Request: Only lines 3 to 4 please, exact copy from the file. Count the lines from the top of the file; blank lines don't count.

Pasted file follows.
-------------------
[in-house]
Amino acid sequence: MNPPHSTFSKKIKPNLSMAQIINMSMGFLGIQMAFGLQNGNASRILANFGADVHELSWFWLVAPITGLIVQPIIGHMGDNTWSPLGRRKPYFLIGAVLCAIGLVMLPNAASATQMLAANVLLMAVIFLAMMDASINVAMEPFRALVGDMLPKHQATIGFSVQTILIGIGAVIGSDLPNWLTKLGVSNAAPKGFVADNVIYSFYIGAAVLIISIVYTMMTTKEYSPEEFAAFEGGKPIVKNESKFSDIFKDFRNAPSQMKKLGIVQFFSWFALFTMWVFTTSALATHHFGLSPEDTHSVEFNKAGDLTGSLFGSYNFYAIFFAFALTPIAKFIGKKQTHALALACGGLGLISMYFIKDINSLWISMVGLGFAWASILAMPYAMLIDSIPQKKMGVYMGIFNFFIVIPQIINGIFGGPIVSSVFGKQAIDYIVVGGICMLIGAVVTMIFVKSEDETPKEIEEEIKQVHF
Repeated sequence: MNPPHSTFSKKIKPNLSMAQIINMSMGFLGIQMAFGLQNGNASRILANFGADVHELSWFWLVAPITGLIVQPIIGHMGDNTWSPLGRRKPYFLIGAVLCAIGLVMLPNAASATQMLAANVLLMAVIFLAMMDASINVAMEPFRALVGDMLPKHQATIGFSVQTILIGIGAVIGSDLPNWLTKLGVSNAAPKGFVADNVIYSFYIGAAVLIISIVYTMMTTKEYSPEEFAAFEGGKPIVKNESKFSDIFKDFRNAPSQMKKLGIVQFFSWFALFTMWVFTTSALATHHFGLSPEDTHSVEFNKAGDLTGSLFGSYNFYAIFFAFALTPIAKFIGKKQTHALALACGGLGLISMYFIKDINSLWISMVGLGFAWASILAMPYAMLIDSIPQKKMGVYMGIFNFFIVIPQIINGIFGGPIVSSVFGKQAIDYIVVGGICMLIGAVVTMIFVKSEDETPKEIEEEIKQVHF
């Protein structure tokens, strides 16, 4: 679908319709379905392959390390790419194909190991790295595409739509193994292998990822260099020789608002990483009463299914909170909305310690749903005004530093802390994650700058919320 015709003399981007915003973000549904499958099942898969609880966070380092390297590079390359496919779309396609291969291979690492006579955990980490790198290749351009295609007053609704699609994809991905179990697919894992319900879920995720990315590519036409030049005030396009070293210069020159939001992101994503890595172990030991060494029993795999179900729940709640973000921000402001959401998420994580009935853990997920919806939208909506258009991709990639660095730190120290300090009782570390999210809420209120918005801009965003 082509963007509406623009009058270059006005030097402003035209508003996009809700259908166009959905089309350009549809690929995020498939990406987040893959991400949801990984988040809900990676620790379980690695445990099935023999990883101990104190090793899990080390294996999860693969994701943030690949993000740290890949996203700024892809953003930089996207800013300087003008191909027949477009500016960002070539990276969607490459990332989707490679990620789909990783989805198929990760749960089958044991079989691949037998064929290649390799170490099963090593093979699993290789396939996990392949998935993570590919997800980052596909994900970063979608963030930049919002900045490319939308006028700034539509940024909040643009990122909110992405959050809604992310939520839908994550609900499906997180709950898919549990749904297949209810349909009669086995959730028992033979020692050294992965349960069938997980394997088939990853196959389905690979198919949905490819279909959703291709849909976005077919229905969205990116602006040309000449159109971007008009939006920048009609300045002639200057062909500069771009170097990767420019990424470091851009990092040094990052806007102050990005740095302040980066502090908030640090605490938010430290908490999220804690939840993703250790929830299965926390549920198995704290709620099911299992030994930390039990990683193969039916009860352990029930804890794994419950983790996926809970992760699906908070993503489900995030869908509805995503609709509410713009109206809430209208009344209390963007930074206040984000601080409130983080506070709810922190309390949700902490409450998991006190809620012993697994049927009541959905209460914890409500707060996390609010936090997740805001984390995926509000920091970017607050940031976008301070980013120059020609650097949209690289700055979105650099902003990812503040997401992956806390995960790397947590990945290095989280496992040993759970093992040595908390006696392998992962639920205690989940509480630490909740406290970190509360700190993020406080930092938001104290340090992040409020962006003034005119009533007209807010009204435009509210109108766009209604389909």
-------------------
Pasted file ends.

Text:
Repeated sequence: MNPPHSTFSKKIKPNLSMAQIINMSMGFLGIQMAFGLQNGNASRILANFGADVHELSWFWLVAPITGLIVQPIIGHMGDNTWSPLGRRKPYFLIGAVLCAIGLVMLPNAASATQMLAANVLLMAVIFLAMMDASINVAMEPFRALVGDMLPKHQATIGFSVQTILIGIGAVIGSDLPNWLTKLGVSNAAPKGFVADNVIYSFYIGAAVLIISIVYTMMTTKEYSPEEFAAFEGGKPIVKNESKFSDIFKDFRNAPSQMKKLGIVQFFSWFALFTMWVFTTSALATHHFGLSPEDTHSVEFNKAGDLTGSLFGSYNFYAIFFAFALTPIAKFIGKKQTHALALACGGLGLISMYFIKDINSLWISMVGLGFAWASILAMPYAMLIDSIPQKKMGVYMGIFNFFIVIPQIINGIFGGPIVSSVFGKQAIDYIVVGGICMLIGAVVTMIFVKSEDETPKEIEEEIKQVHF
């Protein structure tokens, strides 16, 4: 679908319709379905392959390390790419194909190991790295595409739509193994292998990822260099020789608002990483009463299914909170909305310690749903005004530093802390994650700058919320 015709003399981007915003973000549904499958099942898969609880966070380092390297590079390359496919779309396609291969291979690492006579955990980490790198290749351009295609007053609704699609994809991905179990697919894992319900879920995720990315590519036409030049005030396009070293210069020159939001992101994503890595172990030991060494029993795999179900729940709640973000921000402001959401998420994580009935853990997920919806939208909506258009991709990639660095730190120290300090009782570390999210809420209120918005801009965003 082509963007509406623009009058270059006005030097402003035209508003996009809700259908166009959905089309350009549809690929995020498939990406987040893959991400949801990984988040809900990676620790379980690695445990099935023999990883101990104190090793899990080390294996999860693969994701943030690949993000740290890949996203700024892809953003930089996207800013300087003008191909027949477009500016960002070539990276969607490459990332989707490679990620789909990783989805198929990760749960089958044991079989691949037998064929290649390799170490099963090593093979699993290789396939996990392949998935993570590919997800980052596909994900970063979608963030930049919002900045490319939308006028700034539509940024909040643009990122909110992405959050809604992310939520839908994550609900499906997180709950898919549990749904297949209810349909009669086995959730028992033979020692050294992965349960069938997980394997088939990853196959389905690979198919949905490819279909959703291709849909976005077919229905969205990116602006040309000449159109971007008009939006920048009609300045002639200057062909500069771009170097990767420019990424470091851009990092040094990052806007102050990005740095302040980066502090908030640090605490938010430290908490999220804690939840993703250790929830299965926390549920198995704290709620099911299992030994930390039990990683193969039916009860352990029930804890794994419950983790996926809970992760699906908070993503489900995030869908509805995503609709509410713009109206809430209208009344209390963007930074206040984000601080409130983080506070709810922190309390949700902490409450998991006190809620012993697994049927009541959905209460914890409500707060996390609010936090997740805001984390995926509000920091970017607050940031976008301070980013120059020609650097949209690289700055979105650099902003990812503040997401992956806390995960790397947590990945290095989280496992040993759970093992040595908390006696392998992962639920205690989940509480630490909740406290970190509360700190993020406080930092938001104290340090992040409020962006003034005119009533007209807010009204435009509210109108766009209604389909």